Merlin Hufford 1892 - 1919
Merlin Hufford was born November 7, 1892, the son of George and Rosia Hufford. Mr. Hufford's great- grandfather was Jacob Hufford who came to Perrysburg in 1831. As a young boy, Mr. Hufford lived on West Third near Walnut Street and later on West Second near Mulberry.

Mr. Hufford went to the old Louisianan public school and attended Grace Evangelical Church. He left school and at 18 was working at National Wheel Company located on Cherry Street by the railroad. He later was employed as a concrete worker before going into the army.

Mr. Hufford was one of the early ones from Perrysburg to leave, departing in September of 1917, reporting to Camp Sherman, in Chillicothe. He was assigned to Company B, 308th Engineers.

Mr. Hufford was transferred to New York City and stationed in the 34th Guard and Fire Company, with duty at the Manhattan debarkation hospital. On Wednesday, January 22, 1919, he was taken suddenly ill with influenza and died just as suddenly on Friday in the hospital he was helping to guard. He is buried in Fort Meigs Cemetery.

Re-dedication September 16, 2017
It was

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no coincidence that all three of these Perrysburg men died of influenza. During 1918-1919 there was a worldwide influenza epidemic, causing 20-50 million deaths. An estimated 500,000 from the united states alone.

An unusual feature of the epidemic is that it mostly killed young adults. Disease in general would kill more American military personnel in World War I than enemy bullets and artillery.
 
Erected by City of Perrysburg, Ohio.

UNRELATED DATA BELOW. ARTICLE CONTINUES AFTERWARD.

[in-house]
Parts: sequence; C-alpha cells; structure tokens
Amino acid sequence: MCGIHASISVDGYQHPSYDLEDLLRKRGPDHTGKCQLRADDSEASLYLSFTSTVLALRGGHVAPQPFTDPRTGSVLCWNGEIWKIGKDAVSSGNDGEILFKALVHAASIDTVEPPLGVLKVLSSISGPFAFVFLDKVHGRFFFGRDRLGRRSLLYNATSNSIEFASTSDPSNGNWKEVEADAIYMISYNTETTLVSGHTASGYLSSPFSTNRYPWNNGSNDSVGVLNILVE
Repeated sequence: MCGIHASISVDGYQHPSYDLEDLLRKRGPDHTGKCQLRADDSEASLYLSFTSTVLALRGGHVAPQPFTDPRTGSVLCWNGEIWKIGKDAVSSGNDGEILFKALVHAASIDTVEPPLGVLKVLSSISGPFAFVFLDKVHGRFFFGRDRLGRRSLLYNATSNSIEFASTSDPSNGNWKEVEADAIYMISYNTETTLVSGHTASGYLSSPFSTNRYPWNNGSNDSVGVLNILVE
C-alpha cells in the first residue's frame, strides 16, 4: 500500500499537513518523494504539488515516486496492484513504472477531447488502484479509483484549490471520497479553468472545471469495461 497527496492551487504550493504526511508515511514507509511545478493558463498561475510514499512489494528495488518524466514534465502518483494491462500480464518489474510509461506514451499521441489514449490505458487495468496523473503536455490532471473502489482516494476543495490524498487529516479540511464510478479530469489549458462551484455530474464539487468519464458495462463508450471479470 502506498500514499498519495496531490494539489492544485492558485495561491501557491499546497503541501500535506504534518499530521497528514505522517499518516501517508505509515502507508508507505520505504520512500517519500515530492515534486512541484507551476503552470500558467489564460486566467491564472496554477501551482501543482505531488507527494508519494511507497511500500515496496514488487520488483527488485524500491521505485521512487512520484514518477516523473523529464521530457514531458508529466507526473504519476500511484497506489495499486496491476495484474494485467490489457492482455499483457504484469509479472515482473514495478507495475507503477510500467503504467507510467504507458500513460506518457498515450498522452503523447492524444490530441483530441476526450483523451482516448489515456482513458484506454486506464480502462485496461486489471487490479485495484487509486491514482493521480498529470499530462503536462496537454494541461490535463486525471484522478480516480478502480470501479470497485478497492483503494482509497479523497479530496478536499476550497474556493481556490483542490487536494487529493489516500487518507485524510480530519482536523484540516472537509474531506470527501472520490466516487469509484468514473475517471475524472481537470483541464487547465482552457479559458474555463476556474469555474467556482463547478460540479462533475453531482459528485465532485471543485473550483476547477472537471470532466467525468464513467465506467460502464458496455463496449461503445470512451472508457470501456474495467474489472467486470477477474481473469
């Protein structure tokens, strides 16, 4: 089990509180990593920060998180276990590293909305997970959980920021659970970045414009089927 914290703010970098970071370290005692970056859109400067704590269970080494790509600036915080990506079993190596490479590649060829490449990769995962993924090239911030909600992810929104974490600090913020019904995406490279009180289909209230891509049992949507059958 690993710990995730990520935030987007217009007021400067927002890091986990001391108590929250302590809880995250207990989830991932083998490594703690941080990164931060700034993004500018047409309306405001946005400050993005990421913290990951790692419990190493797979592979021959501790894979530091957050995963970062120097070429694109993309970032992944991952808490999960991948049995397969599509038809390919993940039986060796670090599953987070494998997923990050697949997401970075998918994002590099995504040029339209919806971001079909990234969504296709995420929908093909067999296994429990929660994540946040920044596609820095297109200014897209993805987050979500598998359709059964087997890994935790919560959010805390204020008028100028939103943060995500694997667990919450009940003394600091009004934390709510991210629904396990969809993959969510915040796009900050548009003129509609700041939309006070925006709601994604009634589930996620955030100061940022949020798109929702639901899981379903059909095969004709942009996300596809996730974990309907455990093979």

Topics. This historical marker memorial is listed in these topic lists: Arts, Letters, MusicWar, World I. A significant historical date for this entry is April 6, 1919.
 
Location. 41° 33.654′ N, 83° 37.849′ W. Marker is in Perrysburg, Ohio, in Wood County. Marker is at the intersection of West Front Street (U.S. 20) and Louisiana Avenue, on the right when traveling west on West Front Street. Touch for map. Marker is at or near this postal address: 112 Water St, Perrysburg OH 43551, United States of America. Touch for directions.
 
Other nearby markers. At least 8 other markers are within walking distance of this marker. Soldiers and Sailors Memorial (a few steps from this marker); History Happened Here (a few steps from this marker); Fort Meigs Directional Marker (within shouting distance of this marker); Perrysburg Veterans Memorial (within shouting distance of this marker); Perrysburg World War Memorial (within shouting distance of this marker); Perrysburg / Perrysburg Plat Map (within shouting distance of this marker); Commodore Oliver Hazard Perry (within shouting distance of this marker); 1861 (approx. 0.2 miles away). Touch for a list and map of all markers in Perrysburg.

 
 
Credits. This page was last revised on May 22, 2021. It was originally submitted on May 20, 2021, by TeamOHE of Wauseon, Ohio. This page has been viewed 43 times since then. Photos:   1, 2. submitted on May 20, 2021, by TeamOHE of Wauseon, Ohio. • Devry Becker Jones was the editor who published this page.

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Jun. 18, 2021